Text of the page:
Sulfur (p < 0.0001) and phosphorus (mg/kg) (p < 0.0001) were found to be higher in soil sampled near ash trees compared to treeless sites (Figure 2).
We also found two general trends in correlations between ash tree soil nutrients and tree neighbor variables. There was a positive correlation between Bray II phosphorus and total number of all neighbors (ñ = 0.38, p = 0.03), and a negative correlation between copper and number of ash neighbors (ñ = −0.42, p = 0.01).

4. Discussion

This study tested the relationship between neighboring tree composition, soil nutrients and canopy health class of ash after peak EAB infestation. We expected that healthier ash would be in locations with fewer tree competitors and more available nutrients important for growth, such as phosphorus. We found that the healthiest ash trees, in ash canopy health class 1, had few or no neighboring ash trees within a 6-m radius (Figure 1). Nutrient composition in the floodplain did not differ between ash canopy health classes but differed between ash tree and treeless sites in the amount of phosphorus and sulfur (Figure 2). General trends were found between copper and fewer ash neighbors, as well as phosphorus and an increase in all neighbor species. These results suggest that specific tree neighborhood composition in an EAB aftermath forest may drive ash tree susceptibility to pests.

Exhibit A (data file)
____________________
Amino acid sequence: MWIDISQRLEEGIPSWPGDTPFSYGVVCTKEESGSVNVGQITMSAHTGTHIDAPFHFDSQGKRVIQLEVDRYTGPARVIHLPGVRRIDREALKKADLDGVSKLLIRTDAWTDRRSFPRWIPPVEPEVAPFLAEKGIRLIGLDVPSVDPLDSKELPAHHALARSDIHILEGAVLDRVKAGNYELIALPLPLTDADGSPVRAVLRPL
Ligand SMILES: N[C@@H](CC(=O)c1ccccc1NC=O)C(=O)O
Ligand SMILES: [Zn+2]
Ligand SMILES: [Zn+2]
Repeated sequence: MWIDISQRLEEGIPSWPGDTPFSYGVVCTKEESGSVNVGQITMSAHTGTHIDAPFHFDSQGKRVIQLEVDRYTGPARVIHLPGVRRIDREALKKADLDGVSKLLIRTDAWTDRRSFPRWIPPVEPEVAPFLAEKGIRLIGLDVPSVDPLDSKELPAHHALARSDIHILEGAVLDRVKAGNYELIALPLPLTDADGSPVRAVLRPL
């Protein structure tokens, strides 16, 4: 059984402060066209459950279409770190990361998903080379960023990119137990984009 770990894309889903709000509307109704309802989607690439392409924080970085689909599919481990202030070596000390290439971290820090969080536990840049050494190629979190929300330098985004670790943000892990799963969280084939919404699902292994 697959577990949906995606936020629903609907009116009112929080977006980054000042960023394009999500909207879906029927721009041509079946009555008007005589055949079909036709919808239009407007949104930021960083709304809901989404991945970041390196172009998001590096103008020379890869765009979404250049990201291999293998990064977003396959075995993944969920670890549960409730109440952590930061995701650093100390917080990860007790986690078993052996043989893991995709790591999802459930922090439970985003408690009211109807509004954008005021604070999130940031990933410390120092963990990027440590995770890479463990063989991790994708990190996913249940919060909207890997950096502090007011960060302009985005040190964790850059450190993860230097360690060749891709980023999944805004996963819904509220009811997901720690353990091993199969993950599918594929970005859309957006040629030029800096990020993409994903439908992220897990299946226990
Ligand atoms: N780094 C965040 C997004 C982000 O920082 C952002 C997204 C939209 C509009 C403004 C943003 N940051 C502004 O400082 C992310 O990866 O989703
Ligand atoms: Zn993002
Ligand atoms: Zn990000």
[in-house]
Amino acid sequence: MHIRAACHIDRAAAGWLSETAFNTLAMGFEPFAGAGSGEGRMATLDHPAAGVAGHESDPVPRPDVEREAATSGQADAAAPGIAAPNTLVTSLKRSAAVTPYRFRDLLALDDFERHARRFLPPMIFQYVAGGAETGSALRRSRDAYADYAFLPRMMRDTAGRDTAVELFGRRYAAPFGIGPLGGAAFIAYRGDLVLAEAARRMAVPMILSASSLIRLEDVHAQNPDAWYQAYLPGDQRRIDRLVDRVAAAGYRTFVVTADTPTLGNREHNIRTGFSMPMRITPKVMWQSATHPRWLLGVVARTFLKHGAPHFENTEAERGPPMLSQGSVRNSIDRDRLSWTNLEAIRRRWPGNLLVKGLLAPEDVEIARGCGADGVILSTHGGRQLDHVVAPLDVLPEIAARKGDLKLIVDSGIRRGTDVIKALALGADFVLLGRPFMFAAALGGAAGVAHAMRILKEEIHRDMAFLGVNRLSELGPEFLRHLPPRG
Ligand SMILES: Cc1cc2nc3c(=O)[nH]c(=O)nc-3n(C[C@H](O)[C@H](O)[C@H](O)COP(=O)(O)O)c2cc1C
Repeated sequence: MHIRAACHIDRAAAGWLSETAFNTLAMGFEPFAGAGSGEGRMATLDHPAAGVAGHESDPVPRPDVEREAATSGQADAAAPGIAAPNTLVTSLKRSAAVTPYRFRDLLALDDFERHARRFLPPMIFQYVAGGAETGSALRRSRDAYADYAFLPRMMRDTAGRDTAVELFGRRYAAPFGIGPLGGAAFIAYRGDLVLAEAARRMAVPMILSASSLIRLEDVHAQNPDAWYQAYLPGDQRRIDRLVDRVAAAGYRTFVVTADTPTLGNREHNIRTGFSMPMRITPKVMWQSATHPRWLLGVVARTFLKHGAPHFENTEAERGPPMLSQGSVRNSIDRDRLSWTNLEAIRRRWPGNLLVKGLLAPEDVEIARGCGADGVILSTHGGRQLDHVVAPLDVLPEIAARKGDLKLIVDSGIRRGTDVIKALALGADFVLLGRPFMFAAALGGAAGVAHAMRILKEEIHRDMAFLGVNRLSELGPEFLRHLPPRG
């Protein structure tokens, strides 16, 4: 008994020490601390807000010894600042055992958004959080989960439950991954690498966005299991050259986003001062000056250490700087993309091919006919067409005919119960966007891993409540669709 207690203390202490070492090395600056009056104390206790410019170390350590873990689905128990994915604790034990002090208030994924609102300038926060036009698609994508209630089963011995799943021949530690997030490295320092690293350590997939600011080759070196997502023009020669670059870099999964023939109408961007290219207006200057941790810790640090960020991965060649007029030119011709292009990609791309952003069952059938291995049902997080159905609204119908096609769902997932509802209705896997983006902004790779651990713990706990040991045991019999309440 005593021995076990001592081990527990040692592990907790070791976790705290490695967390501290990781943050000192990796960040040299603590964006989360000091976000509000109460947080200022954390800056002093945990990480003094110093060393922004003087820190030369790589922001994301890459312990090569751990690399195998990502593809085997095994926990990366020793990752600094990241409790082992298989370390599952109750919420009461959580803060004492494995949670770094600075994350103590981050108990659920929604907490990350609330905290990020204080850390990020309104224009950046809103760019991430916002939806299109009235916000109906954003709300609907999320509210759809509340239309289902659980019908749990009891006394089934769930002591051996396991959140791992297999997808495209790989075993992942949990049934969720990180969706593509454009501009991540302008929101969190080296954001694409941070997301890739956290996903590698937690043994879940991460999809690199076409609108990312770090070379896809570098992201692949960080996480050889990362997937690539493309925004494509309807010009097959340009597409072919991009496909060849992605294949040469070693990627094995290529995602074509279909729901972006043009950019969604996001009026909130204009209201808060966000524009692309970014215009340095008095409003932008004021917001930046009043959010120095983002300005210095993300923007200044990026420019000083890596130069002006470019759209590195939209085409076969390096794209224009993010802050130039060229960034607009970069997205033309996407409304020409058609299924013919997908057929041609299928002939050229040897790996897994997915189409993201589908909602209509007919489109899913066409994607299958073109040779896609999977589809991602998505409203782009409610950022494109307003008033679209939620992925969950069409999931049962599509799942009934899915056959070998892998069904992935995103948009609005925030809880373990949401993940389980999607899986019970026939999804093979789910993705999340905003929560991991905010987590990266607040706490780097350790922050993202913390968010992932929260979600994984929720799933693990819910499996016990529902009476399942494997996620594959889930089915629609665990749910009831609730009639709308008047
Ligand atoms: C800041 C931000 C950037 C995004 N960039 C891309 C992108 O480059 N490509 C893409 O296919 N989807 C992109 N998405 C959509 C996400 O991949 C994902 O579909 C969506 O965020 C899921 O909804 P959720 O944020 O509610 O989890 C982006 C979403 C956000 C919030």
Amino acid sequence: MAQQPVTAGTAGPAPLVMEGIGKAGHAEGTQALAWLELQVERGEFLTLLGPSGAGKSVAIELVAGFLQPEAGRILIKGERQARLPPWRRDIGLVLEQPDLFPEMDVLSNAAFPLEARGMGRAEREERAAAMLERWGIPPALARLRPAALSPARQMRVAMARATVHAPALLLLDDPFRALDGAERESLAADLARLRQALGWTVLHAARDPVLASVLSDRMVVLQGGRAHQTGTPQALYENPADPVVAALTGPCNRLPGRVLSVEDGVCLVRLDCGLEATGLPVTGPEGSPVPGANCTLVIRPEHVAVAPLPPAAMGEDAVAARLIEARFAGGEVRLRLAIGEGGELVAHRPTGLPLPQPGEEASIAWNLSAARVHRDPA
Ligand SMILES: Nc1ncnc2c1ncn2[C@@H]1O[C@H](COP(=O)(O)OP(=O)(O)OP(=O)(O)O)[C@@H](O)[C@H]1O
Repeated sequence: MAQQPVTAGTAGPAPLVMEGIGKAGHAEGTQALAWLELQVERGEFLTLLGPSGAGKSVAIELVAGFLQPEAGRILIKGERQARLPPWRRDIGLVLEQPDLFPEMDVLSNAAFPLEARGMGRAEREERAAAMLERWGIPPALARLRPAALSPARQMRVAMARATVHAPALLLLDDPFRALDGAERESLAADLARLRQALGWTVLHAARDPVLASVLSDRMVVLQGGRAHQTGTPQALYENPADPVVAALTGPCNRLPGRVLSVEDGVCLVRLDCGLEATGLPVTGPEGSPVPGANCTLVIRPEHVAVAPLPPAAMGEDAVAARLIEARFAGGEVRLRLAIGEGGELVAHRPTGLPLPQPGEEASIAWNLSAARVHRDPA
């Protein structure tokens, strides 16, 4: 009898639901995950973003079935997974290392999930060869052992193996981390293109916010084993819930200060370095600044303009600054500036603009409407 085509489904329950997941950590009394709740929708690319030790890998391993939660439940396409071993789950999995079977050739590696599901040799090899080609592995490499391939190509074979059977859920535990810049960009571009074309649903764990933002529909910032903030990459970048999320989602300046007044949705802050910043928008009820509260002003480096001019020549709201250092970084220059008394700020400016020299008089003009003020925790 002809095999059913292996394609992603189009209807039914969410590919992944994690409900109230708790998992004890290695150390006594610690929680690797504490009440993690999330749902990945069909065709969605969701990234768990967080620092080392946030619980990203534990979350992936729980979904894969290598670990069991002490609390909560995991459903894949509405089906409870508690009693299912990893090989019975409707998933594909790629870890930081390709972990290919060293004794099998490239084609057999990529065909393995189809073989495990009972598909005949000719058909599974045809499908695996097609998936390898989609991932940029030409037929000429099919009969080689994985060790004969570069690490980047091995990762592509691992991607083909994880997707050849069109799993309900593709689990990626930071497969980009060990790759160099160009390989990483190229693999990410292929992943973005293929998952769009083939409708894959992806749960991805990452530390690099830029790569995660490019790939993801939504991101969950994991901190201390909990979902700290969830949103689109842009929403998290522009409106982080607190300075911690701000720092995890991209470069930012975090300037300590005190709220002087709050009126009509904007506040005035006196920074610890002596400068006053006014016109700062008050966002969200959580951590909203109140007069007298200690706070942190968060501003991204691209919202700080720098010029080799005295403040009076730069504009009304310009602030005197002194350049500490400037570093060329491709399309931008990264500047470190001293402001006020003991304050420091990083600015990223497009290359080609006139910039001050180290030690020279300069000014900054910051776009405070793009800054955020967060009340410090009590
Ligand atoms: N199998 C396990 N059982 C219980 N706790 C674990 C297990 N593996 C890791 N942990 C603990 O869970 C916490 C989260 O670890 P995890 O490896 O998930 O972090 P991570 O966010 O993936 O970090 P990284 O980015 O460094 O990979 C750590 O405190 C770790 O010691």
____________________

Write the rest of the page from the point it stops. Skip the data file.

There may be multiple reasons for the difference in phosphorus and sulfur in the soil between ash and treeless sites. Treeless sites could have anoxic conditions for a portion of the year from flooding inundation; these sites were only partially dry when samples were taken. Partial drying of previously inundated sediments will result in increased sediment affinity for phosphorus and may have resulted in the observed reduction in phosphorus at treeless sites [27]. In addition, 50% of phosphorus in areas where it is limited can be immobilized by microbes, further limiting availability to plants [28]. The amount of sulfate adsorption in the soil also increases with the amount of clay, and sites with higher clay content are more susceptible to flood due to poor drainage, like our treeless sites [29]. Organic sulfur has been shown to be highly soluble in adjacent stream slopes, leaving on average <5% unabsorbed after 24 h in a mobilization experiment [30]. Trees may not be able to establish at these soil sites as a result of nutrient adsorption to soil particles. Ash trees with fewer ash neighbors had slightly more copper in their samples, which is an important micronutrient for photosynthesis, metabolism, and potentially nitrogen fixation [31]. Ash trees with fewer neighbors were shown to have a healthier canopy, but the correlation with copper may not be the driver as variation in copper was small. The differences we found in nutrients (Table 3) may be driven by a number of factors. With no difference in soil nutrients between the ash canopy health classes, we suspect the differences found may simply be related to whether trees were present or not, and site heterogeneity.